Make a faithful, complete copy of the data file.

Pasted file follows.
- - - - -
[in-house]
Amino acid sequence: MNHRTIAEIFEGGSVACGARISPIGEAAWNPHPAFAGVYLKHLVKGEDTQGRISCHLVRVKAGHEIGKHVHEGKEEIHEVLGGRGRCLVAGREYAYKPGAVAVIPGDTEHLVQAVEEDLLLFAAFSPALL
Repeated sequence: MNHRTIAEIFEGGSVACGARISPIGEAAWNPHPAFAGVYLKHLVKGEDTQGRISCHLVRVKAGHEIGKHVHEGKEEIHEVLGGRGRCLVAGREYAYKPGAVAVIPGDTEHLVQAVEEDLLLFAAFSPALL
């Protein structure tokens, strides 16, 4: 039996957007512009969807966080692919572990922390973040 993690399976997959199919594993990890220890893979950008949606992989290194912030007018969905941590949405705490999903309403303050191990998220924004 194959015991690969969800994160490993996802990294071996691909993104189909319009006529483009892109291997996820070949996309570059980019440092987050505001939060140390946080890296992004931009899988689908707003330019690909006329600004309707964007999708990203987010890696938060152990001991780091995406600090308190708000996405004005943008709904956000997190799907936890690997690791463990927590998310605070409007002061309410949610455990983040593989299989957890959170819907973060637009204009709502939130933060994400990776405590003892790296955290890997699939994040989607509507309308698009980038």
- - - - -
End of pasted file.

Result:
[in-house]
Amino acid sequence: MNHRTIAEIFEGGSVACGARISPIGEAAWNPHPAFAGVYLKHLVKGEDTQGRISCHLVRVKAGHEIGKHVHEGKEEIHEVLGGRGRCLVAGREYAYKPGAVAVIPGDTEHLVQAVEEDLLLFAAFSPALL
Repeated sequence: MNHRTIAEIFEGGSVACGARISPIGEAAWNPHPAFAGVYLKHLVKGEDTQGRISCHLVRVKAGHEIGKHVHEGKEEIHEVLGGRGRCLVAGREYAYKPGAVAVIPGDTEHLVQAVEEDLLLFAAFSPALL
């Protein structure tokens, strides 16, 4: 039996957007512009969807966080692919572990922390973040 993690399976997959199919594993990890220890893979950008949606992989290194912030007018969905941590949405705490999903309403303050191990998220924004 194959015991690969969800994160490993996802990294071996691909993104189909319009006529483009892109291997996820070949996309570059980019440092987050505001939060140390946080890296992004931009899988689908707003330019690909006329600004309707964007999708990203987010890696938060152990001991780091995406600090308190708000996405004005943008709904956000997190799907936890690997690791463990927590998310605070409007002061309410949610455990983040593989299989957890959170819907973060637009204009709502939130933060994400990776405590003892790296955290890997699939994040989607509507309308698009980038």